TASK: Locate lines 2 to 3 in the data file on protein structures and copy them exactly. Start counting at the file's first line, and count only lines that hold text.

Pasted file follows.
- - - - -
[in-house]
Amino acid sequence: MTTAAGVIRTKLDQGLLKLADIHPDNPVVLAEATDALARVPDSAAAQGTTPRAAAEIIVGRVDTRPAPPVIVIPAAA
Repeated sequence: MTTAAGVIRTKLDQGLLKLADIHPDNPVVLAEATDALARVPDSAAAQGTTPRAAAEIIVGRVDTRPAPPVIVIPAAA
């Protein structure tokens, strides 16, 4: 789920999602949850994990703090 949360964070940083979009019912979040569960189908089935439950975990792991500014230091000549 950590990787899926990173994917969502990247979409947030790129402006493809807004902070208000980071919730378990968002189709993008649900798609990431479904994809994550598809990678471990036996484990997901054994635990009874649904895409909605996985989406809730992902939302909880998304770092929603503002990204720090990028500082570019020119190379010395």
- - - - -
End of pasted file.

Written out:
Amino acid sequence: MTTAAGVIRTKLDQGLLKLADIHPDNPVVLAEATDALARVPDSAAAQGTTPRAAAEIIVGRVDTRPAPPVIVIPAAA
Repeated sequence: MTTAAGVIRTKLDQGLLKLADIHPDNPVVLAEATDALARVPDSAAAQGTTPRAAAEIIVGRVDTRPAPPVIVIPAAA